It's not malicious or evil, but it is a cop-out. The business could just as easily make commit to refund money in the event of willful termination of the service, less a nominal administrative cost for refunding the money. There's no reason they have to book unearned subscription income as revenue, and they could let that subscription money sit in an escrow account until it's booked as earned income. For something as trivially inexpensive as Stack Overflow Careers I'm not personally worried about it, but there's no law of physics that says that a TOS has to be written that way. – Evan Anderson Oct 21 '09 at 16:50

I would find such language completely unacceptable for any service I actually paid for. At a minimum, the company should be liable to return any money paid if discontinuing the service, and should be required to offer a refund in event of substantive change in terms. (I'd accept prorating the refund, but that's as far as I'd go.) I would find even this insufficient for any service I was doing company planning around.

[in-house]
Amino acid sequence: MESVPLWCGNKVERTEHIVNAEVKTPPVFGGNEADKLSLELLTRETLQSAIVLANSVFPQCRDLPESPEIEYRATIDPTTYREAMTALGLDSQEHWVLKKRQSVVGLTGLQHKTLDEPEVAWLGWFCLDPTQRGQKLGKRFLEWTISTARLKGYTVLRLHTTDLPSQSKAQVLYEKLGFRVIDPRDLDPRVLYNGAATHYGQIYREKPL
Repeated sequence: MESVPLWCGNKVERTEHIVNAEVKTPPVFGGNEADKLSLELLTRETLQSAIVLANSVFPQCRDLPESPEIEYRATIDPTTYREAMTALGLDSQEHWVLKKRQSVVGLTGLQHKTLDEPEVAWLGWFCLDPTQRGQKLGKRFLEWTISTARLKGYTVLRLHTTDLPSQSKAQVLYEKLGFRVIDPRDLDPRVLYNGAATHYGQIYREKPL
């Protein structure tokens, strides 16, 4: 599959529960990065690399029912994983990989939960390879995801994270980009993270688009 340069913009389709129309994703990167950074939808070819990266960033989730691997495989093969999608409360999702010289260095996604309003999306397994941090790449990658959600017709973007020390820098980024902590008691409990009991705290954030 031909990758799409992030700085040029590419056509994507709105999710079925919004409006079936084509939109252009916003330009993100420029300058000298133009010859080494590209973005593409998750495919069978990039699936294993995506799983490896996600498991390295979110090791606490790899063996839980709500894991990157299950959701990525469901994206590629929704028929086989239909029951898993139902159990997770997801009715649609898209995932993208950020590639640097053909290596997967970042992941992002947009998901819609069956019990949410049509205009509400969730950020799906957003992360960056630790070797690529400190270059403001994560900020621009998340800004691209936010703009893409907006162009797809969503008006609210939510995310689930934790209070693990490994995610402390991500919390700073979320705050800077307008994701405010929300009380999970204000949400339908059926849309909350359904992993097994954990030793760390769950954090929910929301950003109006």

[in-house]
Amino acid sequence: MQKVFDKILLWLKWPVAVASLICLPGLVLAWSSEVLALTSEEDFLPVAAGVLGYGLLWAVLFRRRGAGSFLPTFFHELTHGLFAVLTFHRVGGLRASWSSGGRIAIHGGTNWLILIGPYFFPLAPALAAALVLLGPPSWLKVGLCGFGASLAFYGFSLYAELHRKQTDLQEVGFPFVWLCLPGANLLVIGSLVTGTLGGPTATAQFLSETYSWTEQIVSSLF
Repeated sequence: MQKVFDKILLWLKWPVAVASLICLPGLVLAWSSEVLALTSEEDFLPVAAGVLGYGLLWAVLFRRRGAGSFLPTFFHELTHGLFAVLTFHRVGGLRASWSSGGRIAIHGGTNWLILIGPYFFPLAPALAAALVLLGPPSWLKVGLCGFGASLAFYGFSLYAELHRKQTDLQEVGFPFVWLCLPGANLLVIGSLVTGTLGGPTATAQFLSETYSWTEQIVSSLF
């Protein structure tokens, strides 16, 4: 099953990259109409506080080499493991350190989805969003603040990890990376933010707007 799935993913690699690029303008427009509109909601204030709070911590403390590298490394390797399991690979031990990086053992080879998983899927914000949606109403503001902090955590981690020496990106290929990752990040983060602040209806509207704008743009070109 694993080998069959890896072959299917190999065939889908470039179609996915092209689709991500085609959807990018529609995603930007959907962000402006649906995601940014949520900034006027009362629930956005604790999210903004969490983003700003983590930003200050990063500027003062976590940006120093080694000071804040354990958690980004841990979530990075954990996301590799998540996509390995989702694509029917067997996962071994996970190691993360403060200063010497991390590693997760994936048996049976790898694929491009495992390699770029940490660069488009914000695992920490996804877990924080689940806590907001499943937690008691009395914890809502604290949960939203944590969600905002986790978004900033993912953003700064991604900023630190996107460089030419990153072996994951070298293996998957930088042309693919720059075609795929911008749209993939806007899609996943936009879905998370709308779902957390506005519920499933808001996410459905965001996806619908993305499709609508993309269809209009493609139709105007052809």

As it is these terms (if legal) would allow collecting money and then just skipping out with it. It's a Bernie Madoff guarantee.

These terms work just fine on sites where there is no payment. I get benefits from Google and StackOverflow and Facebook, and they sell my eyeballs to advertisers. There's no problem if either side just stops doing what they're doing. Once money starts changing hands, it's a very different situation.

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StackCareers has a 100% money back guarantee. What more do you want from them? – GEOCHET Oct 21 '09 at 15:54